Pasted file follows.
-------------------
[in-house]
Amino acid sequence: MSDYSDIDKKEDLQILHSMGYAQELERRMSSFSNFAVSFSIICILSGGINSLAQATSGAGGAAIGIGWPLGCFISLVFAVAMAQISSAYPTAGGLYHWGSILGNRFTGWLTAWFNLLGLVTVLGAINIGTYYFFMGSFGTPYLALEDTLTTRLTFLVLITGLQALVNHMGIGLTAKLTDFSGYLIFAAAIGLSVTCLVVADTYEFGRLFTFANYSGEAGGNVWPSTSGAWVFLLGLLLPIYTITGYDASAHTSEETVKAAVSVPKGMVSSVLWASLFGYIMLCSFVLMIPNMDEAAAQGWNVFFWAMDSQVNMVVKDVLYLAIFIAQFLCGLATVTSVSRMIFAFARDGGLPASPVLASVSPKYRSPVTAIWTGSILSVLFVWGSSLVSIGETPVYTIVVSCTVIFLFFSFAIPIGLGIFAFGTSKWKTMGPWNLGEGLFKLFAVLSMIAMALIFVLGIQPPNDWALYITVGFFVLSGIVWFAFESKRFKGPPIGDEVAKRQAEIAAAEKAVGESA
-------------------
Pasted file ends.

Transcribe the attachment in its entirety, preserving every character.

[in-house]
Amino acid sequence: MSDYSDIDKKEDLQILHSMGYAQELERRMSSFSNFAVSFSIICILSGGINSLAQATSGAGGAAIGIGWPLGCFISLVFAVAMAQISSAYPTAGGLYHWGSILGNRFTGWLTAWFNLLGLVTVLGAINIGTYYFFMGSFGTPYLALEDTLTTRLTFLVLITGLQALVNHMGIGLTAKLTDFSGYLIFAAAIGLSVTCLVVADTYEFGRLFTFANYSGEAGGNVWPSTSGAWVFLLGLLLPIYTITGYDASAHTSEETVKAAVSVPKGMVSSVLWASLFGYIMLCSFVLMIPNMDEAAAQGWNVFFWAMDSQVNMVVKDVLYLAIFIAQFLCGLATVTSVSRMIFAFARDGGLPASPVLASVSPKYRSPVTAIWTGSILSVLFVWGSSLVSIGETPVYTIVVSCTVIFLFFSFAIPIGLGIFAFGTSKWKTMGPWNLGEGLFKLFAVLSMIAMALIFVLGIQPPNDWALYITVGFFVLSGIVWFAFESKRFKGPPIGDEVAKRQAEIAAAEKAVGESA